I’ve been reading the Dilbert comics online for years, always from the archive page — the home page was just overwhelmingly cluttered by ads, and it required extra clicks to see previous comics when I’d missed a few days.
So when the central Dilbert site switched to a super Flash-heavy format for their homepage (including the strip itself!) and the complaints erupted, I snickered smugly. The archive page hadn’t changed. I wasn’t affected.
Well, it took about 2 days. Now the central archive page redirects to dilbert.com.
I see the ShareThis plugin on tons of WordPress blogs — and with reason, because the presentation is quite nice. You don’t have to take up a chunk of the screen listing all of the different social networks (and they keep multiplying…) or offering the option to email this post to a friend; instead you have a simple link that shows all of the useful detail in a little popup.
ShareThis was so popular, in fact, that a business has sprouted up around it — and current versions of the plugin are tightly bound into the ShareThis.com website. They collect data every time anyone even clicks the link to open the ShareThis window, the social networks links all redirect through the ShareThis.com servers, and all that data (associated with your website) is there for detailed reporting if you register with them. They now also encourage your visitors to sign up. I’m sure it has its uses, and they’re supported by advertising revenue, so they want lots of people to sign up and I imagine they use all that data in conjunction with showing those ads.
I had an unpleasant surprise today when I was testing a new site I’m setting up using 1&1 web hosting… I mistyped the URL, and lo and behold, instead of showing any kind of useful error page for the 404, the server neatly redirected my browser to a completely different URL, “domparking.php” at the “sedoparking.com” domain. [I’m carefully not linking, and don’t visit the page; I’m sure they get advertising revenue from it.]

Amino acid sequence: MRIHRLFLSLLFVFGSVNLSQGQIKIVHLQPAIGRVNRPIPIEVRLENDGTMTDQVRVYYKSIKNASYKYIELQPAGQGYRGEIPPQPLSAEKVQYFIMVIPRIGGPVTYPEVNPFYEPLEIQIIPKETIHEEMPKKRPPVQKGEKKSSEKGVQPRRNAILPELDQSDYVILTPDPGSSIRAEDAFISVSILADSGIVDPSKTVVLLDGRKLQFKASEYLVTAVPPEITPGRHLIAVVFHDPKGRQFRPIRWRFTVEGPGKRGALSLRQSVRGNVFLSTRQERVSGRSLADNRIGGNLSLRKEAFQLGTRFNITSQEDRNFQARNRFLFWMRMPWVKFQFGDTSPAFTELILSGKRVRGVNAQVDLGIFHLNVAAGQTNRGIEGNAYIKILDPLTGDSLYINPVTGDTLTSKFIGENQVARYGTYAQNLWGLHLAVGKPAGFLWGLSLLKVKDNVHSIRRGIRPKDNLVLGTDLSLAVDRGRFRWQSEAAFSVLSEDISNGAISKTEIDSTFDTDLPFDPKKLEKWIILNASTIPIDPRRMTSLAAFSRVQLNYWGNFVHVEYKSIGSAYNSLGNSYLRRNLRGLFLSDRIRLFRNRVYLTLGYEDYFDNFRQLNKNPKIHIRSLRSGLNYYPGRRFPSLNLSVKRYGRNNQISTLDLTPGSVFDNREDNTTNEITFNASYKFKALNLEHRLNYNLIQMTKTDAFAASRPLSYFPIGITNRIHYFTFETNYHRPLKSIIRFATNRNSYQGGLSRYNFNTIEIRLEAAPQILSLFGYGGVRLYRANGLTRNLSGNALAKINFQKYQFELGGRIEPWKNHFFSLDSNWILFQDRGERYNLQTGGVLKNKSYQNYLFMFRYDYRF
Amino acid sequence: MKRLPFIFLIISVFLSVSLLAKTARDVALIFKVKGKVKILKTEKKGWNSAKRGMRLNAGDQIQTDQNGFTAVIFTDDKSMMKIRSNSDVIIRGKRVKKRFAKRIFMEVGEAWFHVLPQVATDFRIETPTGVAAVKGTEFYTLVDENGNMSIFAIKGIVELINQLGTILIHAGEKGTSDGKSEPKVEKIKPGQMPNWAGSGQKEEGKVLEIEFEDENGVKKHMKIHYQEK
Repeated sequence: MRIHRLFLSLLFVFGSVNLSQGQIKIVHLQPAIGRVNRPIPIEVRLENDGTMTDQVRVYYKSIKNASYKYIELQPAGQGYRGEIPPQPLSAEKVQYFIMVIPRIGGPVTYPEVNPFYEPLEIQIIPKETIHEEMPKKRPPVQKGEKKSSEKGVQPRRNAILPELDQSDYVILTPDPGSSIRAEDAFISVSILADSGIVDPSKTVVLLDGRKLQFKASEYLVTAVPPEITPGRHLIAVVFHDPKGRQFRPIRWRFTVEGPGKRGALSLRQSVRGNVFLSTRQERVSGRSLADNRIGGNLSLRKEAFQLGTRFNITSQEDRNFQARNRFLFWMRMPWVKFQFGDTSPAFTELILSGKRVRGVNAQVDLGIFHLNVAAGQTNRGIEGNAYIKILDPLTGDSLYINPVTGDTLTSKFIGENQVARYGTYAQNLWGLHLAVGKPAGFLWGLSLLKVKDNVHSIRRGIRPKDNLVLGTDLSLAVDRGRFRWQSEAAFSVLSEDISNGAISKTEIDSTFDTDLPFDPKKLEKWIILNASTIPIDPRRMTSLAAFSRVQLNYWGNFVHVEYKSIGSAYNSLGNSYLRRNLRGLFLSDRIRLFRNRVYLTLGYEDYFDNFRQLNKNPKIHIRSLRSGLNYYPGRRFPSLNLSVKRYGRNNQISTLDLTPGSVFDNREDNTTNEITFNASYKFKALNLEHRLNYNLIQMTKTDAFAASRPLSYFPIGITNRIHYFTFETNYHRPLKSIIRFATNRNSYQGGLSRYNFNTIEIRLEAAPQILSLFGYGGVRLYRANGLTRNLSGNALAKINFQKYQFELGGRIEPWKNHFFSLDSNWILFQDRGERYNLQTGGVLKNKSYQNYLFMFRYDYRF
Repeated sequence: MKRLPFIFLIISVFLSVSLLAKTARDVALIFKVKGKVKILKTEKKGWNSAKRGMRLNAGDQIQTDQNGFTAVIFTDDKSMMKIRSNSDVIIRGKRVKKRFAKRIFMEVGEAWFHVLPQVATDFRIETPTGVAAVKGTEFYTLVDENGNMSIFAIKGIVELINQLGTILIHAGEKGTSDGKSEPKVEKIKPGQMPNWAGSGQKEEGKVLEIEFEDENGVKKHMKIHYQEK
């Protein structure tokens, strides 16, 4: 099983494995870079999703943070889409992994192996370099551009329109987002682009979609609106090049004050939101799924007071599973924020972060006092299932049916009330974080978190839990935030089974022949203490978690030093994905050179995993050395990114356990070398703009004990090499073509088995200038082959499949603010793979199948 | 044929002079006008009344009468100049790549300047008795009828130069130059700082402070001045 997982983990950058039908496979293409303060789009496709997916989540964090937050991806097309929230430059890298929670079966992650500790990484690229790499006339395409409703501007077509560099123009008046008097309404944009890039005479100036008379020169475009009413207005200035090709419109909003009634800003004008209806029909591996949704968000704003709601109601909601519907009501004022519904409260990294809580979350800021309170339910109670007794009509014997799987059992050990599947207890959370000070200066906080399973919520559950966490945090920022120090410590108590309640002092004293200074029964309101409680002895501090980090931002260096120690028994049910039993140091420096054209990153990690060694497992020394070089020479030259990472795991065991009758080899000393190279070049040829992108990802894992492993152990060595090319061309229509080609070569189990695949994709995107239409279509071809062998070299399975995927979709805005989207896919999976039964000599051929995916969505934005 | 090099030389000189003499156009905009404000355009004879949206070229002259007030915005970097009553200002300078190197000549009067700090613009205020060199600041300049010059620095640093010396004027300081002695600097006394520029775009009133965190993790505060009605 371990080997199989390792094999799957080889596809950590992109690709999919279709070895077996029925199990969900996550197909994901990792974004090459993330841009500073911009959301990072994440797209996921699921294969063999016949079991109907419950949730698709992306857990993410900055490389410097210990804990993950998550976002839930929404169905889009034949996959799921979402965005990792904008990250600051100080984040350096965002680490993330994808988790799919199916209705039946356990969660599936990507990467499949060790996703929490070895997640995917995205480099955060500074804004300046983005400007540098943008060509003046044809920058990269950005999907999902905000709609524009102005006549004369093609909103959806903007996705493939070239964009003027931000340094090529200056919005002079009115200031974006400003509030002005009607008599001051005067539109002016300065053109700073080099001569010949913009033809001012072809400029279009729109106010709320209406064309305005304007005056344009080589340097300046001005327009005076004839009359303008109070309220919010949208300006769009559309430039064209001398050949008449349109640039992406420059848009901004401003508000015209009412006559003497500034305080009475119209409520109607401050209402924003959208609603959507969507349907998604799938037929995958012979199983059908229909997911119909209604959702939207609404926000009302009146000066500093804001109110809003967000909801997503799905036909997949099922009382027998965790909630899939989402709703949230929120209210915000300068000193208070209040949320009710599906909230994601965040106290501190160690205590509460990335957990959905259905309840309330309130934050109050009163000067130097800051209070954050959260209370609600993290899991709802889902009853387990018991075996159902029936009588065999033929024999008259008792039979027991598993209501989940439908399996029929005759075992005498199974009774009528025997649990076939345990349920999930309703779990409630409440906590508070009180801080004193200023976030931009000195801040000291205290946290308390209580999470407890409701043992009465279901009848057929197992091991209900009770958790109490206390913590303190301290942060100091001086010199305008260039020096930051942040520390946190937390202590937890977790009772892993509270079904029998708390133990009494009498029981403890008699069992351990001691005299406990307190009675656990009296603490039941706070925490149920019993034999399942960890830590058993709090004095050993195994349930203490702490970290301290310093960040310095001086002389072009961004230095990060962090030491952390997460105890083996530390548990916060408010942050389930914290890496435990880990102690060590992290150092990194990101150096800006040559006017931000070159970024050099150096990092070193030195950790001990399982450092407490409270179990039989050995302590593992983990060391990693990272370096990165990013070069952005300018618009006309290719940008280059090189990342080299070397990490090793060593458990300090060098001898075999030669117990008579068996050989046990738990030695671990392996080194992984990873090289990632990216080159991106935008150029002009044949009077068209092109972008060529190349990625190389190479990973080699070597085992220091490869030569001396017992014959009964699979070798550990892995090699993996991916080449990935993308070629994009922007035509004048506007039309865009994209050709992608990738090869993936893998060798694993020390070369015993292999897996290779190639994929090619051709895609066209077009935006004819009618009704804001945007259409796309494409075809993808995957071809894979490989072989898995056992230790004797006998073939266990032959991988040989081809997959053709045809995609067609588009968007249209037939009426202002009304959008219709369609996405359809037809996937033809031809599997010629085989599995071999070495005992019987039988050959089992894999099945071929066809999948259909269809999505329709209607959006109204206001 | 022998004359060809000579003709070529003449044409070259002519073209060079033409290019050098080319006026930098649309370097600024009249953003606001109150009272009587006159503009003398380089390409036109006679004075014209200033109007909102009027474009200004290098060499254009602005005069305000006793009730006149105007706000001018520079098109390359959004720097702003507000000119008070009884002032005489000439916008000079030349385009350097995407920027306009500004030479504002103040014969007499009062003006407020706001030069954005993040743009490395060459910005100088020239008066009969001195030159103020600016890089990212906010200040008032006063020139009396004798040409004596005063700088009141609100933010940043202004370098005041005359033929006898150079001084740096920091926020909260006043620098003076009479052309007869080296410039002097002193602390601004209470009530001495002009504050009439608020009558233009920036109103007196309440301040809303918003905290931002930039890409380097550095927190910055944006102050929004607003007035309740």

I’ve seen default 404 pages where the host sneaks in a few of their own ads, and that’s kind of annoying. But there’s still a message in there somewhere that tells the person they hit a bad link.
This, though — it looks like the domain is parked. Like the site doesn’t exist at all. That’s not good.
Take one simple conversation with a neighbor, add a few late night walks in the dark, and it develops into a complete utopian/dystopian vision of the not-so-distant future.
First, the conversation: we were talking about everyday marital strife, and she mentioned how her husband wants to redo the roof himself — it’s a relatively straightforward project, he’s retired and has the time, and they’d save a lot of money. Her response is that his life cannot possibly be worth the money saved. Result: intractable argument. How can either side prevail? She spoke about couples taking turns “winning” arguments as a way out.
My thought is that it’s actually a question of data. What’s the actual risk that he’d injure or kill himself? If he takes the proper precautions (like a safety line, ladder spotter, etc.), can he make working on the roof safer than driving the car to the store? If yes, her argument goes away. If not — particularly if amateur roof work is dangerous even if the homeowner believes they’re taking precautions — then she wins.